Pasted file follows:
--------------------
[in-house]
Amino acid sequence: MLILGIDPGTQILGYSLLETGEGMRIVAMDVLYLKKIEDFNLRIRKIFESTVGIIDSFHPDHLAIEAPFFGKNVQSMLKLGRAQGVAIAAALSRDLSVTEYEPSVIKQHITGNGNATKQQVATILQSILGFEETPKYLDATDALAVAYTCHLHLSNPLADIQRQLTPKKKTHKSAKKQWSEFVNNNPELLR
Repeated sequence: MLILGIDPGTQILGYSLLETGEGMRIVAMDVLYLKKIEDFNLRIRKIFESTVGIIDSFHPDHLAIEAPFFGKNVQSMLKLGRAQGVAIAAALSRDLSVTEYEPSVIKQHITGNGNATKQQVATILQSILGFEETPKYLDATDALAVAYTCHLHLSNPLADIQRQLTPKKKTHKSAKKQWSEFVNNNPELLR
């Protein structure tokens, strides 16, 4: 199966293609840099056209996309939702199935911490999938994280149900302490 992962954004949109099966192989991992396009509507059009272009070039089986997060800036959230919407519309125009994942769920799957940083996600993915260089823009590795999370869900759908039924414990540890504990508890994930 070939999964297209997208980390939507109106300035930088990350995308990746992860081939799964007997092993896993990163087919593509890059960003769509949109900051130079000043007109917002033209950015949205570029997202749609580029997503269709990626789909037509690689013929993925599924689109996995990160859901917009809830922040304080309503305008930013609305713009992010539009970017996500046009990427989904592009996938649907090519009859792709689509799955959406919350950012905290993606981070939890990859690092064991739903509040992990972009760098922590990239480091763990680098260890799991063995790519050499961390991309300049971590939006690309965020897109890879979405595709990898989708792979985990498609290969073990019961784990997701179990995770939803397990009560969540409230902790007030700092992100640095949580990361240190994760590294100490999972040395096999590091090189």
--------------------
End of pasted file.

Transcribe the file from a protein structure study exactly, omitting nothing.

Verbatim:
[in-house]
Amino acid sequence: MLILGIDPGTQILGYSLLETGEGMRIVAMDVLYLKKIEDFNLRIRKIFESTVGIIDSFHPDHLAIEAPFFGKNVQSMLKLGRAQGVAIAAALSRDLSVTEYEPSVIKQHITGNGNATKQQVATILQSILGFEETPKYLDATDALAVAYTCHLHLSNPLADIQRQLTPKKKTHKSAKKQWSEFVNNNPELLR
Repeated sequence: MLILGIDPGTQILGYSLLETGEGMRIVAMDVLYLKKIEDFNLRIRKIFESTVGIIDSFHPDHLAIEAPFFGKNVQSMLKLGRAQGVAIAAALSRDLSVTEYEPSVIKQHITGNGNATKQQVATILQSILGFEETPKYLDATDALAVAYTCHLHLSNPLADIQRQLTPKKKTHKSAKKQWSEFVNNNPELLR
């Protein structure tokens, strides 16, 4: 199966293609840099056209996309939702199935911490999938994280149900302490 992962954004949109099966192989991992396009509507059009272009070039089986997060800036959230919407519309125009994942769920799957940083996600993915260089823009590795999370869900759908039924414990540890504990508890994930 070939999964297209997208980390939507109106300035930088990350995308990746992860081939799964007997092993896993990163087919593509890059960003769509949109900051130079000043007109917002033209950015949205570029997202749609580029997503269709990626789909037509690689013929993925599924689109996995990160859901917009809830922040304080309503305008930013609305713009992010539009970017996500046009990427989904592009996938649907090519009859792709689509799955959406919350950012905290993606981070939890990859690092064991739903509040992990972009760098922590990239480091763990680098260890799991063995790519050499961390991309300049971590939006690309965020897109890879979405595709990898989708792979985990498609290969073990019961784990997701179990995770939803397990009560969540409230902790007030700092992100640095949580990361240190994760590294100490999972040395096999590091090189």